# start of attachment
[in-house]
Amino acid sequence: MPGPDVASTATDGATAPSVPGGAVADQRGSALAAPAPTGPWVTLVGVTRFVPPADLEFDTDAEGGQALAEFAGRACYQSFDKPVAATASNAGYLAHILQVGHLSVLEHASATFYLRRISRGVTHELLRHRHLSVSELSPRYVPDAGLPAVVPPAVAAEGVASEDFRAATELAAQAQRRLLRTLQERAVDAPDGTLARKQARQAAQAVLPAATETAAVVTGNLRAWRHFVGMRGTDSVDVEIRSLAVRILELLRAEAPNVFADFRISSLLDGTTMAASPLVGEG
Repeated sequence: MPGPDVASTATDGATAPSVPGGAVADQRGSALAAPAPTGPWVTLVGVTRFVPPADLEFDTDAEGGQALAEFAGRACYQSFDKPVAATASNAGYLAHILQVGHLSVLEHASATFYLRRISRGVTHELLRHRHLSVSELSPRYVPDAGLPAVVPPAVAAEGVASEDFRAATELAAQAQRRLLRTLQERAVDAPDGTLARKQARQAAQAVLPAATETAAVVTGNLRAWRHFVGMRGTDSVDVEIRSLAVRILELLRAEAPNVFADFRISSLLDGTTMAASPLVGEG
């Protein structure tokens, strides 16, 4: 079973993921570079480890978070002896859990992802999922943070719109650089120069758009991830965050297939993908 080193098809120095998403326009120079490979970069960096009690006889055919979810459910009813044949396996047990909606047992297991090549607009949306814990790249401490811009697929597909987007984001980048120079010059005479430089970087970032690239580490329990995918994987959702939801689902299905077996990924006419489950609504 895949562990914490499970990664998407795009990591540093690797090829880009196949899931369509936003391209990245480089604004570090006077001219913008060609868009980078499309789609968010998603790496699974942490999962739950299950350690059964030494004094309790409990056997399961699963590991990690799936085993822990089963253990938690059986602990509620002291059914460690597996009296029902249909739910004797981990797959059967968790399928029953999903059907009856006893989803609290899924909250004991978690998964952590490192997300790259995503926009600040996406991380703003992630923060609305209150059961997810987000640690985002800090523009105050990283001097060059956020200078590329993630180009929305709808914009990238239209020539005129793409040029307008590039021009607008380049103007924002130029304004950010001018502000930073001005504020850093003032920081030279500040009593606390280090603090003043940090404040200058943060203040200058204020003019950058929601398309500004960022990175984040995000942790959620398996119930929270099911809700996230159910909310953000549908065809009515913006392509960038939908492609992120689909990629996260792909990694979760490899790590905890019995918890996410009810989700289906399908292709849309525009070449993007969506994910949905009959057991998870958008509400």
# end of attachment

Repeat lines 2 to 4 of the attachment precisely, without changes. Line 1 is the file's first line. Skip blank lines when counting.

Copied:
Amino acid sequence: MPGPDVASTATDGATAPSVPGGAVADQRGSALAAPAPTGPWVTLVGVTRFVPPADLEFDTDAEGGQALAEFAGRACYQSFDKPVAATASNAGYLAHILQVGHLSVLEHASATFYLRRISRGVTHELLRHRHLSVSELSPRYVPDAGLPAVVPPAVAAEGVASEDFRAATELAAQAQRRLLRTLQERAVDAPDGTLARKQARQAAQAVLPAATETAAVVTGNLRAWRHFVGMRGTDSVDVEIRSLAVRILELLRAEAPNVFADFRISSLLDGTTMAASPLVGEG
Repeated sequence: MPGPDVASTATDGATAPSVPGGAVADQRGSALAAPAPTGPWVTLVGVTRFVPPADLEFDTDAEGGQALAEFAGRACYQSFDKPVAATASNAGYLAHILQVGHLSVLEHASATFYLRRISRGVTHELLRHRHLSVSELSPRYVPDAGLPAVVPPAVAAEGVASEDFRAATELAAQAQRRLLRTLQERAVDAPDGTLARKQARQAAQAVLPAATETAAVVTGNLRAWRHFVGMRGTDSVDVEIRSLAVRILELLRAEAPNVFADFRISSLLDGTTMAASPLVGEG
């Protein structure tokens, strides 16, 4: 079973993921570079480890978070002896859990992802999922943070719109650089120069758009991830965050297939993908 080193098809120095998403326009120079490979970069960096009690006889055919979810459910009813044949396996047990909606047992297991090549607009949306814990790249401490811009697929597909987007984001980048120079010059005479430089970087970032690239580490329990995918994987959702939801689902299905077996990924006419489950609504 895949562990914490499970990664998407795009990591540093690797090829880009196949899931369509936003391209990245480089604004570090006077001219913008060609868009980078499309789609968010998603790496699974942490999962739950299950350690059964030494004094309790409990056997399961699963590991990690799936085993822990089963253990938690059986602990509620002291059914460690597996009296029902249909739910004797981990797959059967968790399928029953999903059907009856006893989803609290899924909250004991978690998964952590490192997300790259995503926009600040996406991380703003992630923060609305209150059961997810987000640690985002800090523009105050990283001097060059956020200078590329993630180009929305709808914009990238239209020539005129793409040029307008590039021009607008380049103007924002130029304004950010001018502000930073001005504020850093003032920081030279500040009593606390280090603090003043940090404040200058943060203040200058204020003019950058929601398309500004960022990175984040995000942790959620398996119930929270099911809700996230159910909310953000549908065809009515913006392509960038939908492609992120689909990629996260792909990694979760490899790590905890019995918890996410009810989700289906399908292709849309525009070449993007969506994910949905009959057991998870958008509400």